You'd think that people were dying because they signed up for health insurance. You'd think that people were going broke because they had to leave behind their old policies that didn't cover needed expenses and treatments. You'd think that the opponents of the Affordable Care Act would come up with a specific, viable alternative that they could run on this November.

Oh, the horror. None of this is happening.

I will say for the final time that the website rollout was terrible and horrible, but it's now time to move beyond that because over 7 million people now have health insurance and the numbers keep going up. Citizens living in the most prosperous country in the world will not have to worry about medical costs bankrupting them or forcing them to lose their houses or their livelihoods. People can now make decisions based on their own life choices, rather than having to stay at a dead-end job because of the benefits.

Oh, the horror?

The real horror is being perpetrated by the states that refuse to take free federal money to expand Medicaid and cover even more people. These states are led by governors and legislatures that are acting on ideology rather than common sense. They have convinced themselves that president Obama wishes to enslave their citizens through federal programs, making them dependent on the government for their happiness. It's irrational and will eventually lead to defeat for the politicians that are erecting the legal roadblocks to health care.

The history of the United States has moved inexorably in one direction, and that's towards equality, access and enhanced civil rights. The Affordable Care Act will survive and thrive because it enables citizens to live better lives. In the end, it is truly American.

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Thursday, April 3, 2014

The Abortion Freeport Doctrine

In 1857, the US Supreme Court ruled in Dred Scott v. Sandford that slavery was legal and that slaves were property. Illinois Senator Stephen Douglas, in debates with challenger Abraham Lincoln in 1858, was a supporter of popular sovereignty on slavery, That is, he wanted to let the people of a territory decide if it was to be legally free or slave. This, obviously, wouldn't be possible given the Court's decision because the justices said that slavery could not be banned. So Douglas came up with a dance that came to be called The Freeport Doctrine. This doctrine would allow slavery, but would encourage territories to enact high legal boundaries to its implementation, rendering it moot in practice.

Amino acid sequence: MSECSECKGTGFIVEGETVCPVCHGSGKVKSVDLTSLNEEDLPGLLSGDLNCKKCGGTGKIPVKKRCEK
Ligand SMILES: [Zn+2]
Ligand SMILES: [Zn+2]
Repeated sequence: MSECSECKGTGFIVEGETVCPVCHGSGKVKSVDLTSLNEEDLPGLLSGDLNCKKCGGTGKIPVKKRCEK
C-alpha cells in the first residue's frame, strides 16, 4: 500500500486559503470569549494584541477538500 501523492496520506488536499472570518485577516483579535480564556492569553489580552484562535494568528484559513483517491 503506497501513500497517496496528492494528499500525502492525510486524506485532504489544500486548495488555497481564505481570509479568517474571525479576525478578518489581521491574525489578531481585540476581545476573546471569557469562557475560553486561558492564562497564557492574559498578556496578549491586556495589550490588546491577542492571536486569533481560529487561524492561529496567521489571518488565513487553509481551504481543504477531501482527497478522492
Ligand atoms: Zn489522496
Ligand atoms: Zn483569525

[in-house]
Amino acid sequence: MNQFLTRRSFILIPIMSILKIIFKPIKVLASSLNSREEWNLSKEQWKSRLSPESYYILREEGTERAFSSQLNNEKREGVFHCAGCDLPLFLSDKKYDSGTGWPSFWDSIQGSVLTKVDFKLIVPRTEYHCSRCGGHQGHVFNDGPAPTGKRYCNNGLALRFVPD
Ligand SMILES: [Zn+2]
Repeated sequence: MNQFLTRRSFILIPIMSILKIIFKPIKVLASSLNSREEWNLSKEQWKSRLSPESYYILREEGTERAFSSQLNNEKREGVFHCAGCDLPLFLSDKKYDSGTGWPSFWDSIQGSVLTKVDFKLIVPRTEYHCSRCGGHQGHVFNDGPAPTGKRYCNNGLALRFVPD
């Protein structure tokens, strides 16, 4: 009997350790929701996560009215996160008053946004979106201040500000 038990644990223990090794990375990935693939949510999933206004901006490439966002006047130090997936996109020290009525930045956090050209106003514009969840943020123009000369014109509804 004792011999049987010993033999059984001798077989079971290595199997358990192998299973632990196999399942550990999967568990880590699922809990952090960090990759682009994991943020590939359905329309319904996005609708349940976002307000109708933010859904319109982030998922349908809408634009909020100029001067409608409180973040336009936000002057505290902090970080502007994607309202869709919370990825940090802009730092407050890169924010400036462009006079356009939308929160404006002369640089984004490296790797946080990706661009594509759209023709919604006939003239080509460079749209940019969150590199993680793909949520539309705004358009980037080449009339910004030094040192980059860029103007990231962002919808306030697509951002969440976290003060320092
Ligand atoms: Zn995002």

Despite the Supreme Court's decision in Roe v. Wade in 1973, anti-abortion groups have stopped at nothing--not even the law--to enact high legal hurdles that inhibit the right of every women to control their reproductive lives and health choices. In one of the presidential debates in 2004, George W. Bush even invoked Dred Scott as a guiding principle for his judicial choices. Abortion equals slavery. Welcome to the Abortion Freeport Doctrine.

Three states have taken this tactic to new extremes. Texas passed an onerous law that will result in the closing of more than half of the remaining clinics in the state. Arizona passed a law, now under judicial review, that would restrict medication abortions. And Mississippi Governor Phil Bryant said today that he will sign a law that will prohibit abortions after 20 weeks of pregnancy, and with no exception for rape or incest This is all on top of restrictive laws that have been passed, and have passed judicial muster, over the 41 years that Roe has been the law of the land. The Supreme Court is now weighing whether the Affordable Care Act can require all employers to cover contraception for all of its employees, because those companies consider some contraception to mimic abortions.

This is an emotional issue and the debate over abortion does not yield any middle ground. But we can find a way to make abortions less likely, provide contraception and sex education, and allow women and their doctors to make decisions that are in the best interests of the patient. That's called freedom of choice and it's something I hear a great deal about from those on the political right who want the government out of our lives, except in the bedroom. Or kitchen. Or back seat. get the point.

My solace comes from the belief that the conservative tide has crested and that we're seeing the worst of the restrictions now. Many will stay in the most conservative states, but the idea that a women's body is her own is pretty much a settled social idea that the court overturns at the country's peril. It's worth remembering that the Freeport Doctrine went nowhere. It's also worth remembering that it took another hundred years for African-Americans to gain their full legal rights. I hope we're not still debating the choice issue 60 years from now.